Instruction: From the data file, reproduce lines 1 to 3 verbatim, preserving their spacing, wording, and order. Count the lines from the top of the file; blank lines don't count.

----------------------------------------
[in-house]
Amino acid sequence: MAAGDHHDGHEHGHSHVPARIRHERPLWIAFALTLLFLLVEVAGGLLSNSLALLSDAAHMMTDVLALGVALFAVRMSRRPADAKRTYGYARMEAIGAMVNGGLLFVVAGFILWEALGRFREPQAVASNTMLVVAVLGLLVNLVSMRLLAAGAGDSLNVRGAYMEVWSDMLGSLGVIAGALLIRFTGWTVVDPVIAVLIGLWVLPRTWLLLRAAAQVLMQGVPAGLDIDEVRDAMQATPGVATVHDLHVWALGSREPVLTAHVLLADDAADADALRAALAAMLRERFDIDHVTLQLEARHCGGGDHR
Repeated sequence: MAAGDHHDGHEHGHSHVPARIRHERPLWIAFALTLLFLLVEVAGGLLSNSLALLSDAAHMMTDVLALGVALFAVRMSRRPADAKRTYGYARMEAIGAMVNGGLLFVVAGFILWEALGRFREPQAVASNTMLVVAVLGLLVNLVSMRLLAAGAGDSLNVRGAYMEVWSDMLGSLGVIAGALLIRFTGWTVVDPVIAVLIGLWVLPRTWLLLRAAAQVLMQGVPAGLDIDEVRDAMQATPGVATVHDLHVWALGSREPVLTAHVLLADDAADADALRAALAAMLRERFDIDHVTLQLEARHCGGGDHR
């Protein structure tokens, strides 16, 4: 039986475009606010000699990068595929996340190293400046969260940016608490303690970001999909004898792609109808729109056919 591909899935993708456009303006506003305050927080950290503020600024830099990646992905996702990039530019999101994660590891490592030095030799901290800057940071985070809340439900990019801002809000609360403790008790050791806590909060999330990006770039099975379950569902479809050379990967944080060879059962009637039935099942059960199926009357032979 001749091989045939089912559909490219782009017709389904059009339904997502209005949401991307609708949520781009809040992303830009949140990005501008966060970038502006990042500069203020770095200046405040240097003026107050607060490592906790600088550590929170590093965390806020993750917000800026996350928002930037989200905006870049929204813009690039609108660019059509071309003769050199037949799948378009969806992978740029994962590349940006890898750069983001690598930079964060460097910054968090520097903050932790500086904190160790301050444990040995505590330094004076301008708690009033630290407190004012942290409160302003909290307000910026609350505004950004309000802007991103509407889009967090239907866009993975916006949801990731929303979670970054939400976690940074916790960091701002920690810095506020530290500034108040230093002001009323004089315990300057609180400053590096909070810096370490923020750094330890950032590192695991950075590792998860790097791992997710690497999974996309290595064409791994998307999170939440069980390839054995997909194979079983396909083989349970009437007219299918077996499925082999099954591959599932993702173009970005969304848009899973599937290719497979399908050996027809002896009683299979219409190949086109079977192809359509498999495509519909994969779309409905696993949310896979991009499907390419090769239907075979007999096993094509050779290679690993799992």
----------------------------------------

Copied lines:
[in-house]
Amino acid sequence: MAAGDHHDGHEHGHSHVPARIRHERPLWIAFALTLLFLLVEVAGGLLSNSLALLSDAAHMMTDVLALGVALFAVRMSRRPADAKRTYGYARMEAIGAMVNGGLLFVVAGFILWEALGRFREPQAVASNTMLVVAVLGLLVNLVSMRLLAAGAGDSLNVRGAYMEVWSDMLGSLGVIAGALLIRFTGWTVVDPVIAVLIGLWVLPRTWLLLRAAAQVLMQGVPAGLDIDEVRDAMQATPGVATVHDLHVWALGSREPVLTAHVLLADDAADADALRAALAAMLRERFDIDHVTLQLEARHCGGGDHR
Repeated sequence: MAAGDHHDGHEHGHSHVPARIRHERPLWIAFALTLLFLLVEVAGGLLSNSLALLSDAAHMMTDVLALGVALFAVRMSRRPADAKRTYGYARMEAIGAMVNGGLLFVVAGFILWEALGRFREPQAVASNTMLVVAVLGLLVNLVSMRLLAAGAGDSLNVRGAYMEVWSDMLGSLGVIAGALLIRFTGWTVVDPVIAVLIGLWVLPRTWLLLRAAAQVLMQGVPAGLDIDEVRDAMQATPGVATVHDLHVWALGSREPVLTAHVLLADDAADADALRAALAAMLRERFDIDHVTLQLEARHCGGGDHR